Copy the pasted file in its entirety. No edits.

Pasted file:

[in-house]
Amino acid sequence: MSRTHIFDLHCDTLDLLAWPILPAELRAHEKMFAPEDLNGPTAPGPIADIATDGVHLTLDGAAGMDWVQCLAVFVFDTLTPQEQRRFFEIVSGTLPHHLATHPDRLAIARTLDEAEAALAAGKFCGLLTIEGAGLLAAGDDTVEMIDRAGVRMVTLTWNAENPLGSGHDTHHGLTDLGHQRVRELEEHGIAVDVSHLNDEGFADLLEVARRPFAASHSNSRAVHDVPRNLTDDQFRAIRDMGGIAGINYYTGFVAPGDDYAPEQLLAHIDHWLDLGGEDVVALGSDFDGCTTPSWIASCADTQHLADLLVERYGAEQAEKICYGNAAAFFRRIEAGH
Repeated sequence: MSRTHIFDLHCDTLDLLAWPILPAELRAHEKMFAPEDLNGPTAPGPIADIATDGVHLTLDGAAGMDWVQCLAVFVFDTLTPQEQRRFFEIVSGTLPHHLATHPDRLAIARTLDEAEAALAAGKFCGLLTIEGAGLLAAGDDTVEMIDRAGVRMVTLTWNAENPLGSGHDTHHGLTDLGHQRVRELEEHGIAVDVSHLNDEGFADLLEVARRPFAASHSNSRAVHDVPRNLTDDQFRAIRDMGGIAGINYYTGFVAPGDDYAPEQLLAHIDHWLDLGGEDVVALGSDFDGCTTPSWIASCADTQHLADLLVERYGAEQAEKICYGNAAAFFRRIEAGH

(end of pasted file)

[in-house]
Amino acid sequence: MSRTHIFDLHCDTLDLLAWPILPAELRAHEKMFAPEDLNGPTAPGPIADIATDGVHLTLDGAAGMDWVQCLAVFVFDTLTPQEQRRFFEIVSGTLPHHLATHPDRLAIARTLDEAEAALAAGKFCGLLTIEGAGLLAAGDDTVEMIDRAGVRMVTLTWNAENPLGSGHDTHHGLTDLGHQRVRELEEHGIAVDVSHLNDEGFADLLEVARRPFAASHSNSRAVHDVPRNLTDDQFRAIRDMGGIAGINYYTGFVAPGDDYAPEQLLAHIDHWLDLGGEDVVALGSDFDGCTTPSWIASCADTQHLADLLVERYGAEQAEKICYGNAAAFFRRIEAGH
Repeated sequence: MSRTHIFDLHCDTLDLLAWPILPAELRAHEKMFAPEDLNGPTAPGPIADIATDGVHLTLDGAAGMDWVQCLAVFVFDTLTPQEQRRFFEIVSGTLPHHLATHPDRLAIARTLDEAEAALAAGKFCGLLTIEGAGLLAAGDDTVEMIDRAGVRMVTLTWNAENPLGSGHDTHHGLTDLGHQRVRELEEHGIAVDVSHLNDEGFADLLEVARRPFAASHSNSRAVHDVPRNLTDDQFRAIRDMGGIAGINYYTGFVAPGDDYAPEQLLAHIDHWLDLGGEDVVALGSDFDGCTTPSWIASCADTQHLADLLVERYGAEQAEKICYGNAAAFFRRIEAGH